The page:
We describe the real-space imaging of the products of molecular scattering, applied to collisions of hydroxyl radicals with low-vapor-pressure-liquid surfaces. A pulsed molecular beam of OD (for technical reasons) with a mean laboratory-frame kinetic energy of 29.5 kJ mol -1 was directed at continually refreshed surfaces of the representative liquids perfluoropolyether, squalane, and squalene. Laser-induced fluorescence (LIF) was excited by pulsed laser light shaped into a planar sheet, tuned to selected rovibronic transitions in the OD A-X band. The LIF emission was imaged and intensified before being captured by an external camera. Sequences of images allowed the evolution of the incident packet and scattered plumes of OD molecules to be observed. The results confirm previous observations of the internal-state distributions of the scattered OD and its differential survival probability on different liquid surfaces. New measurements of the angular distributions found them all to be broad and approximately symmetric, independent of the angle of incidence. This is interpreted as implying a high degree of atomic-scale roughness, rather than a predominant trapping-desorption mechanism, because of the other observed signatures of impulsive scattering; these include the degree of OD rotational excitation, superthermal speeds, and the correlation of speed with scattering angle. This approach has considerable potential to be applied in related gas-surface scattering experiments. It is immune from the difficulties of some other imaging methods that involve charged-particle detection and allows a spatially extended region of the scattering plane perpendicular to the surface to be imaged.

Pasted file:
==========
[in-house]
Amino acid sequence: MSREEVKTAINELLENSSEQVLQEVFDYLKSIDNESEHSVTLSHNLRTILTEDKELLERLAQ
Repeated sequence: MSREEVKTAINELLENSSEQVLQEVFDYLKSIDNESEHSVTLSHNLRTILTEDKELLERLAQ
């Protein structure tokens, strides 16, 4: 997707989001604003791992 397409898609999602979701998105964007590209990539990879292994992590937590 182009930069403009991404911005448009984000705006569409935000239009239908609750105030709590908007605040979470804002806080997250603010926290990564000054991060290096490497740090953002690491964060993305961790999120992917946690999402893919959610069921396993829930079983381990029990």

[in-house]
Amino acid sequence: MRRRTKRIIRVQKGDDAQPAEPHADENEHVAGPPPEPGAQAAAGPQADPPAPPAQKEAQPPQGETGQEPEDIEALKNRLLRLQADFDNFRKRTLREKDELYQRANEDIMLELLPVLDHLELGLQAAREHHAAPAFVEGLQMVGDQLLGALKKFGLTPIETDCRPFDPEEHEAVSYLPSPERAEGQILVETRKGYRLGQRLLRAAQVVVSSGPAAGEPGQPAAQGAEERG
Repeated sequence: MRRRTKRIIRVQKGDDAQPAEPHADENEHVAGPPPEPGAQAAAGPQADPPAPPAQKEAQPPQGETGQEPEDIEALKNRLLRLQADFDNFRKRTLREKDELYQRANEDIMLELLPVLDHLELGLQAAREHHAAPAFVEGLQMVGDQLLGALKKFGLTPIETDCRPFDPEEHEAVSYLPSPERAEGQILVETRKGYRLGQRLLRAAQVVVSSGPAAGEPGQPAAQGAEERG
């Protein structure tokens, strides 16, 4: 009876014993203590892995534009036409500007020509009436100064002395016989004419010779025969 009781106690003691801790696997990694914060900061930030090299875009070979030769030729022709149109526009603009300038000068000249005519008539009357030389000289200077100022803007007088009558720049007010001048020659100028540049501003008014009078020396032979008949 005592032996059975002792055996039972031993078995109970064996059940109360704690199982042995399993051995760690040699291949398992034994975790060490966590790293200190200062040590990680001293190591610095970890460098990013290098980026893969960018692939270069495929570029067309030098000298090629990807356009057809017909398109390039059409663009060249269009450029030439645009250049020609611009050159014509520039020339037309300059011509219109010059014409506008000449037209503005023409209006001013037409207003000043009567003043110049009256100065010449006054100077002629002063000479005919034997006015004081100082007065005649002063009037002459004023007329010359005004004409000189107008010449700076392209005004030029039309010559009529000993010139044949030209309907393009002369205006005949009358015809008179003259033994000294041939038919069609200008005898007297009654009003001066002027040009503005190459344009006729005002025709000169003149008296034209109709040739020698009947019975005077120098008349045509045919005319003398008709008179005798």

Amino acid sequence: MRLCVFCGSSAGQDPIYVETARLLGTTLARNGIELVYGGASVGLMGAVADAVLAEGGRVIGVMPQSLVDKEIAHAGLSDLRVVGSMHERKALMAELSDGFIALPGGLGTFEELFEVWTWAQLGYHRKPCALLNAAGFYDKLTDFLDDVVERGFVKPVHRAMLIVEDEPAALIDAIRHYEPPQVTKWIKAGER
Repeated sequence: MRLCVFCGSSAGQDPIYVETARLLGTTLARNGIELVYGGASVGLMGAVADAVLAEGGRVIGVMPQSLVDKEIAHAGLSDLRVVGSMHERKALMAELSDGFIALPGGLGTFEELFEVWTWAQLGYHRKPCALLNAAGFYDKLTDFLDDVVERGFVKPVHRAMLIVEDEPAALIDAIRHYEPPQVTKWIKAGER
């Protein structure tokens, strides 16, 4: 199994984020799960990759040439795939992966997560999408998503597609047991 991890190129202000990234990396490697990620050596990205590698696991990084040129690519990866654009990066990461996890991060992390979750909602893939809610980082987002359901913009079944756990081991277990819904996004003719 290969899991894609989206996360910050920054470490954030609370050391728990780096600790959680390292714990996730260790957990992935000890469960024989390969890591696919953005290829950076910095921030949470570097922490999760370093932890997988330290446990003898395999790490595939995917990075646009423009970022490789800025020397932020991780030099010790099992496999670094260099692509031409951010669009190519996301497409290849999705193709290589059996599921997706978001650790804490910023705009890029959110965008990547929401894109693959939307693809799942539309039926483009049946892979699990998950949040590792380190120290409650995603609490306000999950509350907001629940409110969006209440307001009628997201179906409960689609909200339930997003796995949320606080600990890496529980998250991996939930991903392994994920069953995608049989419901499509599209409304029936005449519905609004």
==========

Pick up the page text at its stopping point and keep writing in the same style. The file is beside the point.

ASJC Scopus subject areas
- Physics and Astronomy(all)
- Physical and Theoretical Chemistry